Your potting soil should be a good mix containing peat, perlite or vermiculite for better drainage.

When buying containers, consider the following:

  • Choose a high-quality container over a cheap one — clay over plastic, for example. Crappier containers will break more easily, and you’ll soon spend more money to replace them.
  • A larger container will give the plant ample space and require less watering overall — great because over-watering drains away nutrients from your soil. When possible, go larger.
  • CHOOSE CONTAINERS WITH GOOD DRAINAGE. Holes in the bottom are a must.

Growing your vegetables

After you’ve planted according to packet instructions, you need to do just a little upkeep.

  • Most potting soils will keep your plants happy for 8-10 weeks. After that, use a water-soluble fertilizer as directed. I suck at this too. This is why my indoor plants never live past 8-10 weeks.
  • Mind your watering. I still suck at this. As my green-thumbed mother tells me over and over, you’re more likely to to kill a plant by over- or under-watering (watering often enough, but not with enough volume) than by exposing your plants to drought. The best way to water is to wait until your soil is barely moist about an inch below the surface, then pour water over the pot until it runs out the drainage holes.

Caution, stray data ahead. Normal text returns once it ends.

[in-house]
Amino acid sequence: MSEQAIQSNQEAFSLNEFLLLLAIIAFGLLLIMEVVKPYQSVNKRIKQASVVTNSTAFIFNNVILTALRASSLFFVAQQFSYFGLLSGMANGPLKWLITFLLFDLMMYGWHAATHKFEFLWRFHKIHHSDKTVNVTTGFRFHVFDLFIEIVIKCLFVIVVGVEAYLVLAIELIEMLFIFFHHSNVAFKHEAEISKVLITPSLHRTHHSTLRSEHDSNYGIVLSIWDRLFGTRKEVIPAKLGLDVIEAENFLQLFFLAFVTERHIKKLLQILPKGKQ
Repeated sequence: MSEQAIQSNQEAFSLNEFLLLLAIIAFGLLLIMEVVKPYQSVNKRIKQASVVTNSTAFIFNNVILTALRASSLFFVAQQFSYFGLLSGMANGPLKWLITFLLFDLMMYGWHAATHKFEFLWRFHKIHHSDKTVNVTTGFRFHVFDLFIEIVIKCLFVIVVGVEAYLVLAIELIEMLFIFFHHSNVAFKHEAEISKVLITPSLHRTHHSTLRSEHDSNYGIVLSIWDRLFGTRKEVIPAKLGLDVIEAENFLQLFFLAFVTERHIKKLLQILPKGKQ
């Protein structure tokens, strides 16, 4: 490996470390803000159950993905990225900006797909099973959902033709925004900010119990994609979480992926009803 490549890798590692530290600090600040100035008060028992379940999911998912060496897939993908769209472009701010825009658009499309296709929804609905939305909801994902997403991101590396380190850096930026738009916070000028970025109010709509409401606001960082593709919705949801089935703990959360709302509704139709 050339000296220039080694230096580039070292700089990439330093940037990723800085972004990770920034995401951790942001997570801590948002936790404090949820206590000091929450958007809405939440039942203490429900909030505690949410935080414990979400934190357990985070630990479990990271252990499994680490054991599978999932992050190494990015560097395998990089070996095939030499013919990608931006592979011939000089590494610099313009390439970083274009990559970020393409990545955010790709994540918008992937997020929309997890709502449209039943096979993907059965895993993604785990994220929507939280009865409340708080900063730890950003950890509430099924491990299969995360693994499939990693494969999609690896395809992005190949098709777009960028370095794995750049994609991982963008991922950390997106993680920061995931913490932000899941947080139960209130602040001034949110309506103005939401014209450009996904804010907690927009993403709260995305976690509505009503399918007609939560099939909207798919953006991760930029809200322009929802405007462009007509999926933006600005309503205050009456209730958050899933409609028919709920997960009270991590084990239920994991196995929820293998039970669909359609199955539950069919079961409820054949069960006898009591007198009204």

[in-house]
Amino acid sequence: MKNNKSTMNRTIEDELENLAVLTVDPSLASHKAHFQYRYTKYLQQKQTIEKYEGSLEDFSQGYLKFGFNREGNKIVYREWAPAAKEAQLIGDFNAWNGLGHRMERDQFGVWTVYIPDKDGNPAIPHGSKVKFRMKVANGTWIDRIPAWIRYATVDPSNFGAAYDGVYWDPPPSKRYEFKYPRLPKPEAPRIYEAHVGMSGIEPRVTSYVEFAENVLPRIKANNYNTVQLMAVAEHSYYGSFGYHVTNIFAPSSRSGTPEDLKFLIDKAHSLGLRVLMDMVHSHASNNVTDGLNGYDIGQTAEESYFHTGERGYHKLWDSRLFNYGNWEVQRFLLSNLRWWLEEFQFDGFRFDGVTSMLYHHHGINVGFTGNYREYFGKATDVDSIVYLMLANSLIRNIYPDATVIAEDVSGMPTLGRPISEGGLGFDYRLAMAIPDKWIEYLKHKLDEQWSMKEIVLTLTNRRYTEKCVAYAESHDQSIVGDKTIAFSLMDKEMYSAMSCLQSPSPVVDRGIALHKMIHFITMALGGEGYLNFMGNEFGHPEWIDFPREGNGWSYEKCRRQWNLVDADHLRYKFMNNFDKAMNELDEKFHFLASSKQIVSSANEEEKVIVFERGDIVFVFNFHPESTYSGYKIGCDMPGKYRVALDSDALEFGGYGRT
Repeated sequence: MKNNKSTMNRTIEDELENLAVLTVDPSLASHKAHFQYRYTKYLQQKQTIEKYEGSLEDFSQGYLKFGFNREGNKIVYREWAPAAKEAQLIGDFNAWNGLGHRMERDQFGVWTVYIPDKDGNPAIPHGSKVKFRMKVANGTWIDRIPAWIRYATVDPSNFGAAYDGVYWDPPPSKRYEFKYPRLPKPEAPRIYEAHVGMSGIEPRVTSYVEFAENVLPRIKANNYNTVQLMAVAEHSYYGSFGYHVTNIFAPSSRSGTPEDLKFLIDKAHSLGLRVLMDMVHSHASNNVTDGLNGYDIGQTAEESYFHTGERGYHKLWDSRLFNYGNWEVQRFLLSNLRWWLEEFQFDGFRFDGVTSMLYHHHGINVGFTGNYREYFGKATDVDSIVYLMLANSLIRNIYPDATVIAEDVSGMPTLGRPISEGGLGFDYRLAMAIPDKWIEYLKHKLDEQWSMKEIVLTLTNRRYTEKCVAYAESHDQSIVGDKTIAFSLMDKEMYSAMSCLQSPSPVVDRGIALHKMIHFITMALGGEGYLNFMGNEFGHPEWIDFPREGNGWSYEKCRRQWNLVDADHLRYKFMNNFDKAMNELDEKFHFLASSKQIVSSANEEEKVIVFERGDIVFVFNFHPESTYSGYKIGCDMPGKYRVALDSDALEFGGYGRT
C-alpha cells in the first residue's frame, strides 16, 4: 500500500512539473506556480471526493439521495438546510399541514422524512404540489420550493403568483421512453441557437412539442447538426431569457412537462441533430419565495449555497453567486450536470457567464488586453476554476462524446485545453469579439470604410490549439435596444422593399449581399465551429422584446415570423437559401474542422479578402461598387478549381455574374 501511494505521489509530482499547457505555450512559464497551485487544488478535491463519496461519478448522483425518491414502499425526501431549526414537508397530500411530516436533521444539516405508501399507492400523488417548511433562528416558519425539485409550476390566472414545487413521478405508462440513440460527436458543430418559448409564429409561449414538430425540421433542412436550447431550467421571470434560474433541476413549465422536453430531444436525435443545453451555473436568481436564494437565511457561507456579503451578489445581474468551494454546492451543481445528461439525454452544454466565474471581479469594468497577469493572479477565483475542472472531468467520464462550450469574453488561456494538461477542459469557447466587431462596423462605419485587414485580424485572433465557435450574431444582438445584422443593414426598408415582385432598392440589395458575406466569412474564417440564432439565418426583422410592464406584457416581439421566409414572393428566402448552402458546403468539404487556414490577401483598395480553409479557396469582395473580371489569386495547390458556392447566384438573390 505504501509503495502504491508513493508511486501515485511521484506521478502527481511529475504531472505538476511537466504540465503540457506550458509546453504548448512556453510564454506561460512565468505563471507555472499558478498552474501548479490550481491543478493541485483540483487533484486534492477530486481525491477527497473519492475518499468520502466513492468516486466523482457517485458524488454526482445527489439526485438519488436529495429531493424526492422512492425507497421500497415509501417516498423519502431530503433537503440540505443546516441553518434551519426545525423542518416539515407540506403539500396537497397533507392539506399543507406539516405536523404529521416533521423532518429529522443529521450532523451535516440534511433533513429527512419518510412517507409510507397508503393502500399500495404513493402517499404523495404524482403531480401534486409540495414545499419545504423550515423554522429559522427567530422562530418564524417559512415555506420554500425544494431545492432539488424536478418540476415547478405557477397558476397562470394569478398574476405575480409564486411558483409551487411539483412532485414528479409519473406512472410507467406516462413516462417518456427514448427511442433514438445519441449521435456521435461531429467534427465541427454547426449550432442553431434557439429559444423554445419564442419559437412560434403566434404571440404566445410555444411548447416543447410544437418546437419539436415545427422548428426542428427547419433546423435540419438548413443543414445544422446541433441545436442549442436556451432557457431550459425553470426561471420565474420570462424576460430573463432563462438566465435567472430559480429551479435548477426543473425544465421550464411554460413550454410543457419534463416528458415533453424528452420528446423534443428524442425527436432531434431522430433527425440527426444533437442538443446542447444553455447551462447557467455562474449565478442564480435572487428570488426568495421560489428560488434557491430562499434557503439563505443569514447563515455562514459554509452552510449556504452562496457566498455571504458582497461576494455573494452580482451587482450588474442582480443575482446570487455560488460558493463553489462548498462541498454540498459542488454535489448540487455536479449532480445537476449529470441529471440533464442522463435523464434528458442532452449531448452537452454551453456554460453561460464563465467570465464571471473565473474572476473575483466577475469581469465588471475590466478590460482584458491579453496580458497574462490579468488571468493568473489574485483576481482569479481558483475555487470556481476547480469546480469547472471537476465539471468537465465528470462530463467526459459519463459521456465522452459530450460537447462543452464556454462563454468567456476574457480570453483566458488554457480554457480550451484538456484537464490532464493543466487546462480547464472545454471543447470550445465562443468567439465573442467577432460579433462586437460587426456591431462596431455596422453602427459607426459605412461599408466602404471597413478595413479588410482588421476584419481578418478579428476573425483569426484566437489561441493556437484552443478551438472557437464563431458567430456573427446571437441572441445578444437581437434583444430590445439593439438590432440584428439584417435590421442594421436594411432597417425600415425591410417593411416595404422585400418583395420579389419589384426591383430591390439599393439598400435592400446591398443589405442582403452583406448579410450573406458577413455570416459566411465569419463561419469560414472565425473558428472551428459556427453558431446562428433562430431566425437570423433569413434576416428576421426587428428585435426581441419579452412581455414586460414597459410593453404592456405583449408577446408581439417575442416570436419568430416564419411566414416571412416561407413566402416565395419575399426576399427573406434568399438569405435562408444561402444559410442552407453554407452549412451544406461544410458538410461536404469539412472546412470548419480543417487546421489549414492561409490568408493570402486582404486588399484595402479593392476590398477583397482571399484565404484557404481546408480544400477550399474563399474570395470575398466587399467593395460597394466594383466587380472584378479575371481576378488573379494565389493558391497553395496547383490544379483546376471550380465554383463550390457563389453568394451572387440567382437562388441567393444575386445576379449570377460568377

• Most veggies want full sun. HOWEVER: container gardening is a bit different, as containers heat up faster than the ground and this can damage the plants. Either arrange for your plants to have some shade, or arrange for them to be in a place out of direct sunlight, but where they still benefit from light reflecting from surfaces around them.
Late Spring / Early Summer 2007

Good luck, and good eating! You will have failures, but you should also have the giddy success of eating your own awesome food.

PLEASE share your expertise in the comments. I’ve only had the benefit of learning to garden in extremely fertile Iowa soil; I’m looking forward to learning more from you!

Comments on Container gardening for the space-impaired — it’s so simple, you’ll cry over your first tomato

  1. I’ve made attempts at container gardening over the past couple of years and have managed to kill pretty much everything. In year one, it was not watering (which is a wholly different problem than under-watering) and then, in year two, it was the soil. I bought Miracle Grow Moisture Control soil, which was a bad, bad idea. All of my plants got a fungus and died, and my iris AND my aloe both rotted out from the roots up.

    I’m still going to do another try this year and hopefully learn from some of my mistakes. If anything, homegrown catnip is easy-peasy, hard to kill, and (from watching my mom’s cats) much more potent than dried-from-the-store. The hilarity is totally worth it. XD